Instead the West was ruled by new barbarian elites, Angles and Saxons, Visigoths and Franks. And nowhere were these changes more dramatic than on the very fringe of the Roman world in Britain.

Edward Gibbon, in his great book Decline and Fall, famously blamed the collapse not only on the barbarians, but on Christianity. He thought it had undermined society with its focus on another, better world.

Modern historians, though, see it differently, and some of their ideas seem startlingly relevant to us now.

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The fall of Rome serves to remind us that complex societies can, and do, break down”

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First was the widening gulf between the social classes, rich and poor. When rich and poor start to live completely different lives this leads (then as now) to the poor opting out of the state. All studies today show that society is happier when the gap between rich and poor is reduced.

Widen it and you affect the group ethos of society, and also the ability to get things done through tax.

In the Roman West real wealth lay more in land and property than in finance (though there were banks) - but in the 300s the big land-owning aristocrats who often had fantastic wealth, contributed much less money than they had in the past to defence and government.

That in turn led as it has today to a "credibility gap" between ordinary people and the bureaucrats and rich people at the top.

Roman Britain

The Roman Baths in Bath

Not surprisingly then, many people - especially religious groups - tried to opt out altogether.

Other strands in the collapse of the Roman West are more difficult to quantify, but they centre on "group feeling", the glue that keeps society working together towards common goals. Lose that and you get a kind of nervous breakdown in the social order, which leads to what archaeologists call "systems collapse".

The British historian Gildas (c 500-570) in his diatribe against contemporary rulers in the early 500s, looking back over the story of the Fall of Roman Britain, lists the military failures, but behind them he speaks bitterly of a loss of nerve and direction, a failure of "group feeling".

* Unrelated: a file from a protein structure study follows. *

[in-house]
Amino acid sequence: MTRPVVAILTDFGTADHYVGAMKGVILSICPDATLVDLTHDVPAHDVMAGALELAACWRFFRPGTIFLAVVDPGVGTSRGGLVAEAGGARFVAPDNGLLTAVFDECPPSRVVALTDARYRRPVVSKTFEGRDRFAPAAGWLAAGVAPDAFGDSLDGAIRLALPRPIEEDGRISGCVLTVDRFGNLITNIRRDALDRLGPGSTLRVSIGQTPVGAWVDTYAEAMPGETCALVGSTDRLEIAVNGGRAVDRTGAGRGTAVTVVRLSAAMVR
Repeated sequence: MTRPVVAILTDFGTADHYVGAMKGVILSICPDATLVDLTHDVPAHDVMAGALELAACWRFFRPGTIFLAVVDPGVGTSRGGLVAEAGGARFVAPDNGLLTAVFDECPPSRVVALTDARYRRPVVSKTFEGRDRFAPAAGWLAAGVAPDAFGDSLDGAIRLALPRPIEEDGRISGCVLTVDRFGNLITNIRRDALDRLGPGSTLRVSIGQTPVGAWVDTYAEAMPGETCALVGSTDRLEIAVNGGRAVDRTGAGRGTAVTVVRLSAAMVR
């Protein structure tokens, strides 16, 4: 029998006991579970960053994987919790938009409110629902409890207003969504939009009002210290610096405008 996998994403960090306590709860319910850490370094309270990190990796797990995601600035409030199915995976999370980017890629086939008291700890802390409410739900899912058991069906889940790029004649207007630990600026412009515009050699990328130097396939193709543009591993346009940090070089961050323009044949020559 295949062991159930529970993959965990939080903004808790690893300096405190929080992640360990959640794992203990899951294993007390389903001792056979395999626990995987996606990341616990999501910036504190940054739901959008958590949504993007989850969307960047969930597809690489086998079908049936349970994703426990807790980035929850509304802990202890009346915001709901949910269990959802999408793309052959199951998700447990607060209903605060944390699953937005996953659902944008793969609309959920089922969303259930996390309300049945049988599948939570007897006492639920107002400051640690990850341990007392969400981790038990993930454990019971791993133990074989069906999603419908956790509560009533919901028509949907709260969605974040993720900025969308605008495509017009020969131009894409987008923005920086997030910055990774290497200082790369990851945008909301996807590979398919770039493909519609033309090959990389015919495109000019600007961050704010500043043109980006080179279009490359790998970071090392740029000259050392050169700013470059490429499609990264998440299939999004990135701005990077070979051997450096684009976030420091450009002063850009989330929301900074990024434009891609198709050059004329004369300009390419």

Gildas talks about right-wing politicians advocating glibly attractive solutions that appealed to the populace while "any leader who seemed more soft, or who was more inclined to actually tell things as they are, was painted as ruinous to the country and everyone directed their contempt towards him".

Gildas also singles out his leaders' sheer ineptitude and bad judgement, recalling some governments and financiers in today's banking crisis.

Monty Python's view

  • And what have the Romans ever given us in return?
  • The aqueduct?
  • Oh. Yeah, they did give us that. That's true, yeah.
  • And the sanitation.
  • Yeah, the sanitation. Remember what the city used to be like?
  • I'll grant you the aqueduct and sanitation, the two things the Romans have done.
  • And the roads.
  • Obviously the roads. The roads go without saying, don't they? But apart from the sanitation, the aqueduct and the roads...
  • Irrigation. Medicine. Education.
  • Yeah, yeah, all right, fair enough.

From The Life of Brian

"Everything our leaders did to try to save the situation ended up having the opposite effect. Society became prey to corrosive quarrels and dissensions, anger towards the rich, and political opportunism was rife that made no distinction between right and wrong."